South Africa's ruling ANC party will formally request that President Jacob Zuma step down after he refused to resign, media reports say.
The reported decision to "recall" Mr Zuma followed marathon talks by senior party officials that continued into the early hours of Tuesday.
If Mr Zuma, 75, still does not budge, he will face a vote of confidence in parliament that he is expected to lose.
He has been leader since 2009 but has been dogged by corruption allegations.
The ANC has not officially confirmed its plans, but party sources have described them to South African media outlets and Reuters news agency.
Mr Zuma has resisted increasing pressure to quit since December, when Cyril Ramaphosa replaced him as leader of the ANC.
It is unclear how Mr Zuma will respond to the formal request to step down, which is expected to be issued later on Tuesday.
Earlier, Mr Ramaphosa left the meeting of the ANC's national executive committee to travel to Mr Zuma's residence, where he is said to have told the president he would be recalled if he did not step down. He later returned to the ANC conclave.
What has Mr Zuma done wrong?
Mr Zuma's presidency has been overshadowed by allegations of corruption which he has always vehemently denied.
In 2016, South Africa's highest court ruled that Mr Zuma had violated the constitution when he failed to repay government money spent on his private home.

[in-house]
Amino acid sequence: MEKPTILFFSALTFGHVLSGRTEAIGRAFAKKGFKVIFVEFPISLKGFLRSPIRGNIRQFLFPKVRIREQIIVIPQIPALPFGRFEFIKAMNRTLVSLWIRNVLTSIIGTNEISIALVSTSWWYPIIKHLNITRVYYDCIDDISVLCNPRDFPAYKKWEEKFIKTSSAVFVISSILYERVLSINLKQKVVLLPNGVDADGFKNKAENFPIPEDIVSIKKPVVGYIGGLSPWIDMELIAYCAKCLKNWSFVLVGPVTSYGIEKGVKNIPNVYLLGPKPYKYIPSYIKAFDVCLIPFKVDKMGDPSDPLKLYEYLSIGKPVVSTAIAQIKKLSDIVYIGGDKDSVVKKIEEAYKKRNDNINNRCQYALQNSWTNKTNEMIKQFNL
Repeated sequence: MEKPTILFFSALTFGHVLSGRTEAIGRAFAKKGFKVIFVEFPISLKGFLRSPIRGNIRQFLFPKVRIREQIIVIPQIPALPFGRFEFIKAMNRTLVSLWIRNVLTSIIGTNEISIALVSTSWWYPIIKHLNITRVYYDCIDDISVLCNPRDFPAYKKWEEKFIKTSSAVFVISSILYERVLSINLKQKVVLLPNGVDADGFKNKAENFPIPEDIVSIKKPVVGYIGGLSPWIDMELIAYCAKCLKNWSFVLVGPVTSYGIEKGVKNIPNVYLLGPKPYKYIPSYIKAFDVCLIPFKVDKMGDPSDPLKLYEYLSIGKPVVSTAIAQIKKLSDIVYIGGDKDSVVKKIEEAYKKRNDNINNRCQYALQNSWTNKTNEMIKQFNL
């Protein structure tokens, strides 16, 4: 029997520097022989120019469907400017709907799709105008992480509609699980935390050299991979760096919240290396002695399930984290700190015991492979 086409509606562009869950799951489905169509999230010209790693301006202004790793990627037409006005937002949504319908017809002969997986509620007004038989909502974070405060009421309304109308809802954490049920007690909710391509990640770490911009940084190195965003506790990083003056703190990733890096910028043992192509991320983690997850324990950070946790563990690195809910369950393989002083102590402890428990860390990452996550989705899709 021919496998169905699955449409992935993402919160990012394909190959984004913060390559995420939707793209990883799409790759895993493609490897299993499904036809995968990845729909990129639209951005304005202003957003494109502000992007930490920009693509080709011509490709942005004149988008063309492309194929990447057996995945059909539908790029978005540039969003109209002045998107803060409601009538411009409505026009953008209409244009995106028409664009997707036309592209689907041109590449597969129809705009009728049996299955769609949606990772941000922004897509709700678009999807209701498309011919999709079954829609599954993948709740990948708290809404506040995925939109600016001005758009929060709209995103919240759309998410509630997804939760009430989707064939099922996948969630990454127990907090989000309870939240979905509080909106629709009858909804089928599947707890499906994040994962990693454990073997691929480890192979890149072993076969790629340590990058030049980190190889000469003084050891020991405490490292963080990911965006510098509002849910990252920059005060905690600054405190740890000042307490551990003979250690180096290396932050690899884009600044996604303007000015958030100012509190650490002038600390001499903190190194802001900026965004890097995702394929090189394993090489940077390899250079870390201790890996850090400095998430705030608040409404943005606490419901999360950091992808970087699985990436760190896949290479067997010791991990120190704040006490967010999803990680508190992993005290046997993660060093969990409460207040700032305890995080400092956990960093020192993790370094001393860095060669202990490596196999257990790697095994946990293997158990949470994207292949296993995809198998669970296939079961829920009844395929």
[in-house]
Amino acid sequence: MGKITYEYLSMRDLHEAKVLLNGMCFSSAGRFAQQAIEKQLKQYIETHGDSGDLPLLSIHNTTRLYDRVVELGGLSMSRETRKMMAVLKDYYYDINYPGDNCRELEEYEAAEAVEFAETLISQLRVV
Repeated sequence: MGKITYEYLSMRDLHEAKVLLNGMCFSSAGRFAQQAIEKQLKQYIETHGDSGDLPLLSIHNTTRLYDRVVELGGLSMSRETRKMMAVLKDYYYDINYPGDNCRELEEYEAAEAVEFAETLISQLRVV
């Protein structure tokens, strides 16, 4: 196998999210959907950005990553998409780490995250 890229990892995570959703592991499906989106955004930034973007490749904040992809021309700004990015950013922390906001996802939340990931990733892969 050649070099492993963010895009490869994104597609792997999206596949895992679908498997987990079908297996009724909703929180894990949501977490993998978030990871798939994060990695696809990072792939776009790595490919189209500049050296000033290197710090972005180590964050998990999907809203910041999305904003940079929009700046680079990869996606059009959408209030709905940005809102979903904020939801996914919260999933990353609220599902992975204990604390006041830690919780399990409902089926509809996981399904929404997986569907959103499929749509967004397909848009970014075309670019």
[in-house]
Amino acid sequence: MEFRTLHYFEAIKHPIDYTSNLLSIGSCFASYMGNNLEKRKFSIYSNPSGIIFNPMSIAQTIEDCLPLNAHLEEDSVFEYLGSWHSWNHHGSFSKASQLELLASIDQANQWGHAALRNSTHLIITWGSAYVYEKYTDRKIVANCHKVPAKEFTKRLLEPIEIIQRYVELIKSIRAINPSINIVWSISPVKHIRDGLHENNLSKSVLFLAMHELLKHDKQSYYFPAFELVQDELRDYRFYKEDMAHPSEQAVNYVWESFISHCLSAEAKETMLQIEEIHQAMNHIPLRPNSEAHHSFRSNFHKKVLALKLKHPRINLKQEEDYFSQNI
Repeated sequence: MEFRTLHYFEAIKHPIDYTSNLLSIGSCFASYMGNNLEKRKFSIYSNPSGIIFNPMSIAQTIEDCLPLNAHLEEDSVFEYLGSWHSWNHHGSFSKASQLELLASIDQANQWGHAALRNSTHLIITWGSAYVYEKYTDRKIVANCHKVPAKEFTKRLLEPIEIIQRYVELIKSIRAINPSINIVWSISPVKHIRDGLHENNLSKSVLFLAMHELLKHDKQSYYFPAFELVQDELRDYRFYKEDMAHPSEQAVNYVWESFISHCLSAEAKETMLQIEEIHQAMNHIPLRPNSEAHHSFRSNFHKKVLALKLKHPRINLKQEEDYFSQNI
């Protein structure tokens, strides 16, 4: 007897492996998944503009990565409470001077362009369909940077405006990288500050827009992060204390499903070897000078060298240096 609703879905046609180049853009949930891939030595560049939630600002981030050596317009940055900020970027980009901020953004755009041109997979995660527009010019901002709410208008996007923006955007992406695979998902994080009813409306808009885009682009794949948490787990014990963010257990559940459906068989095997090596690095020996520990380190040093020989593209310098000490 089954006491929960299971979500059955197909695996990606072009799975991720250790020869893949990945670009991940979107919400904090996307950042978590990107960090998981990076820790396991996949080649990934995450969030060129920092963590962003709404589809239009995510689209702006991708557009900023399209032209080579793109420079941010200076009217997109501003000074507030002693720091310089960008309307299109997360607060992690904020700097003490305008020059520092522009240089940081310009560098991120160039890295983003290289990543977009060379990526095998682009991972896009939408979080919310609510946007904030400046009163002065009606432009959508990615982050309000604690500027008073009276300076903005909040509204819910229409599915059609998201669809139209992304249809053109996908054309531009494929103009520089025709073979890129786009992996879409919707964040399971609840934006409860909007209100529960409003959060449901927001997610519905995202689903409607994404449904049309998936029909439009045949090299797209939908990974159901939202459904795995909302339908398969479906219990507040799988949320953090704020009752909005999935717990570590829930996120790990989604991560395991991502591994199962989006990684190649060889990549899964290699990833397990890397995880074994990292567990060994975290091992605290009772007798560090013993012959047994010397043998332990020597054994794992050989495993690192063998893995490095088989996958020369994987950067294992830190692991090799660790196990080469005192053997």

Last year the Supreme Court of Appeal ruled that he must face 18 counts of corruption, fraud, racketeering and money laundering relating to a 1999 arms deal.
More recently, Mr Zuma's links to the wealthy India-born Gupta family, who are alleged to have influenced the government, have caused his popularity to plummet.
Both Mr Zuma and the Guptas deny the allegations.
What could happen now?
Correspondents say it will be very difficult for him to resist a formal request to resign - known as a "recall".
But Mr Zuma would not be legally obliged to step down and he could technically carry on as president of South Africa despite losing the faith of his party.
However, he would then be expected to face a confidence vote in parliament. The date for this has already been set - 22 February.
Mr Zuma has survived other such votes, but he would not be expected to pull it off again. A confidence vote would be considered a humiliating process for him and the party.
South African media is calling President Zuma's seemingly inevitable exit "Zexit".
South Africa's previous president, Thabo Mbeki, resigned in 2008. He also had a power struggle with his deputy.
The deputy in question was Jacob Zuma, who took over the presidency the following year.